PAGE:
“But God, who is rich in mercy, because of his great love that he had for us, made us alive with Christ even though we were dead in trespasses. You are saved by grace! He also raised us up with him and seated us with him in the heavens in Christ Jesus, so that in the coming ages he might display the immeasurable riches of his grace through his kindness to us in Christ Jesus.” – Ephesians 2:4-7 (CSB)
Made alive, raised up, seated with Christ – when God intervened into our spiritually dead existence, he didn’t just nudge us over the line. He gave us a vibrant new life. The old is exchanged for the new. Christ’s life, death, and resurrection make this reality so certain that Paul can speak as if these truths have already happened in full. Even though our present experience does not match what he describes, sin is on its death bed. One day it will be no more. And for all eternity we will worship the creator for the incomprehensible way in which he displayed his grace, mercy, and kindness to us.
“But God” – Ephesians 2:4a (CSB)
Two words change everything. Two words preceed the announcement of good news. Two words convey the supernatural. We were dead in our sins, but God. We followed the ways of the world, but God. We went after the sinful desires of our heart, but God. We carried out the passions of our flesh, but God. We deserved wrath, but God. We could do nothing for ourselves, but God took the initiative to do it for us.
Authenticity. It’s a buzzword that’s everywhere. It’s in business. It’s in pop culture. It’s in the church. And while the term isn’t found when doing a word search in the Bible, the idea of being genuine and honest certainly is. The problem with authenticity is that it’s morphed into a cover for brazenly bad behavior even amongst Christians. People use crass language in the name of “keeping it real.” They treat others like dirt because “I’m tired of faking it.” They brag about – even glamorize – unwise decisions because “it’s who I am.” That’s not authenticity. It’s sin masquerading as authenticity.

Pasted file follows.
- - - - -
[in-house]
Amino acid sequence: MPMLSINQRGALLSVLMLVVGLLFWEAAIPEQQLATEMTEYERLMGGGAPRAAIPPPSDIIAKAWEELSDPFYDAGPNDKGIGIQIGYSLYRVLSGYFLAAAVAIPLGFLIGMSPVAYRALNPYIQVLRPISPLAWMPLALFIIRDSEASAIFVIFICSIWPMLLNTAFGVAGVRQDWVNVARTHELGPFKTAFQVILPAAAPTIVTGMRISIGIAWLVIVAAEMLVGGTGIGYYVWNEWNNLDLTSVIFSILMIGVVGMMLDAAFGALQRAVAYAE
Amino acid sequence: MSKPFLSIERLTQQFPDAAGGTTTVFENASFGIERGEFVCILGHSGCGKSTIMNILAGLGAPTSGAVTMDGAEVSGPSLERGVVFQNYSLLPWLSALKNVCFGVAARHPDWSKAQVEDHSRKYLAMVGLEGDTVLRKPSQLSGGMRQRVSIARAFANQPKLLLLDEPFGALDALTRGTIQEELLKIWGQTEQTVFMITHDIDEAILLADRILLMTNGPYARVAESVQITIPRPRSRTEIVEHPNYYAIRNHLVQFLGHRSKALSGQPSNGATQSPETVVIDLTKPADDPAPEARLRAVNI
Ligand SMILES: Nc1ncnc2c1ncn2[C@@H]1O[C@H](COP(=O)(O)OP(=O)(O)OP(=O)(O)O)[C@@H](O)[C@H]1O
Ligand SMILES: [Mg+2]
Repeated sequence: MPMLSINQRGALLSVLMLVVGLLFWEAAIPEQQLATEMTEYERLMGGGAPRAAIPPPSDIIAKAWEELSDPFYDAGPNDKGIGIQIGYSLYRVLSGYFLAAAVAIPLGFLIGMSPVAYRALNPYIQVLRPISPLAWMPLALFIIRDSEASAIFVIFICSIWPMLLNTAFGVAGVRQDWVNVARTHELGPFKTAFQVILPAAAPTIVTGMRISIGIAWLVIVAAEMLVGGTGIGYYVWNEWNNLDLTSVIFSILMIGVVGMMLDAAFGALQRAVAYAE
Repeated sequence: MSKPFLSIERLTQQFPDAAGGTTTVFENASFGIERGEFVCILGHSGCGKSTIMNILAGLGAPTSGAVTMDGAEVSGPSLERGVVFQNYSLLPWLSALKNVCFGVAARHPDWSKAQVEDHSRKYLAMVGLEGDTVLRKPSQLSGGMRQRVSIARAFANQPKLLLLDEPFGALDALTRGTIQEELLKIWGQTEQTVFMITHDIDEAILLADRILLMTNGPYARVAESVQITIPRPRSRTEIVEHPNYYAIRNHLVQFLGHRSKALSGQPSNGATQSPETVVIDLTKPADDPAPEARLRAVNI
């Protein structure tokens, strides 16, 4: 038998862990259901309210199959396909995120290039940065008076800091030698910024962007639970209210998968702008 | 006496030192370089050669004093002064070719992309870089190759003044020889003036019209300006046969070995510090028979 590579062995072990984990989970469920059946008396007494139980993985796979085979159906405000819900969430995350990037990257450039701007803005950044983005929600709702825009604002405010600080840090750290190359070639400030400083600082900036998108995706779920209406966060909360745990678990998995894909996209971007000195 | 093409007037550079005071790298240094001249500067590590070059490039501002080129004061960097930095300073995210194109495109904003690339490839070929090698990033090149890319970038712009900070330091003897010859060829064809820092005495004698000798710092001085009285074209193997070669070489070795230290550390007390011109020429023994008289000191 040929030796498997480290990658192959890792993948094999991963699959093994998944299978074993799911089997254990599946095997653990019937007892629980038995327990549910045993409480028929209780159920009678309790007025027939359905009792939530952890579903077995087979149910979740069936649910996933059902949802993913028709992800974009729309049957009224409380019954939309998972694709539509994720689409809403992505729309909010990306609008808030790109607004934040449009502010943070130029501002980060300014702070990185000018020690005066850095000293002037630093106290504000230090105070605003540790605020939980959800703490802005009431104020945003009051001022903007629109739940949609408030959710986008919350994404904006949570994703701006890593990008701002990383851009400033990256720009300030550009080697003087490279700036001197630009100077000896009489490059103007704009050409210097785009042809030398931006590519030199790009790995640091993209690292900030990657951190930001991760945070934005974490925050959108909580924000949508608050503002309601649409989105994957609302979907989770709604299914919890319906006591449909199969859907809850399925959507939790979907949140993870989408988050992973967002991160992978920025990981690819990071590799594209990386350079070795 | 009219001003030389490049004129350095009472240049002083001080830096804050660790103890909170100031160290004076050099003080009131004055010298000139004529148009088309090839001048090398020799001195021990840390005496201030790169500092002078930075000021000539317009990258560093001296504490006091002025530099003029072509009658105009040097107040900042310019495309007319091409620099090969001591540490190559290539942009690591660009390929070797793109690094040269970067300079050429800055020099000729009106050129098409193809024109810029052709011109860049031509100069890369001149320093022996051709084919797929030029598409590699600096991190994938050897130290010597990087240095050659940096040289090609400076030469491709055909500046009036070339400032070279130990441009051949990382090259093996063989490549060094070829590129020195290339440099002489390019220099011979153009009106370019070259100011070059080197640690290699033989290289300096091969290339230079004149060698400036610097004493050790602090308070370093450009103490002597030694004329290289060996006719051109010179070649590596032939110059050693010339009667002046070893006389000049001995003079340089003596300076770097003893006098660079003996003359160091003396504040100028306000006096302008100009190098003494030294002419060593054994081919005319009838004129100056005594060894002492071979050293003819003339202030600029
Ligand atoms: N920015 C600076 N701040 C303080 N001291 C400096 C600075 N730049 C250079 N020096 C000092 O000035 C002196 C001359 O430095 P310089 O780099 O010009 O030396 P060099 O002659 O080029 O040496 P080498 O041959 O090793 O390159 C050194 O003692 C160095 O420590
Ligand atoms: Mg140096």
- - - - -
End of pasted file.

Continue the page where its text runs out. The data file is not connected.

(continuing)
True authenticity never requires crass language, putting others down, or bragging about sin. It simply means admitting our shortcomings and not pretending to be someone we’re not. But there is a right and wrong way to do that. The wrong way makes it all about us. Our “authenticity” is really just a cry for attention. The right way makes it all about God and others. That kind of authenticity comes when we maintain a posture of gentleness, humility, and repentance.
“And you were dead in your trespasses and sins in which you previously lived according to the ways of this world, according to the ruler of the power of the air, the spirit now working in the disobedient. We too all previously lived among them in our fleshly desires, carrying out the inclinations of our flesh and thoughts, and we were by nature children under wrath as the others were also.” – Ephesians 2:1-3 (CSB)
Paul doesn’t mince words when describing our spiritual condition before Christ. You were dead. I was dead. We weren’t in need of a pick me up. We weren’t sick. We weren’t on life support. We were unable to do anything to change our condition. We couldn’t even want to be alive again because we didn’t know we were dead. We can push back and self-justify all we want. But the objective evidence from our lives was clear. We were spiritually dead and without hope apart from a supernatural intervention.
“When you enter the land of Canaan that I am giving you as a possession, and I place a mildew contamination in a house in the land you possess,” – Leviticus 14:34 (CSB – emphasis mine)
Mildew is a part of nature. Like all aspects of the universe, it is squarely under the control of the Creator. It cannot exist apart from the one who upholds the universe by the power of his word. Jesus said that God cares for both the birds and the flowers and therefore we need not worry. If God takes care of them how much more will he take care of us! Worry consumes us and yet nothing – not the birds, the flowers, or even mildew – is outside the control of our sovereign God. How different our lives would be if we remembered this truth.
“Yet he was compassionate; he atoned for their iniquity and did not destroy them. He often turned his anger aside and did not unleash all his wrath. He remembered that they were only flesh, a wind that passes and does not return.” – Psalm 78:38-39 (CSB)
Even though Israel’s repentance was not genuine, God displayed incredible patience and compassion with his people. Although they did not keep their part of the covenant, he did. The infinite remembered the finite. Despite our relative insignificance in the grand scheme of eternity, God is gracious and merciful with us. So deep is his love and care for us that even in our sin, he did not destroy us but instead made a way through Jesus for us to be with him.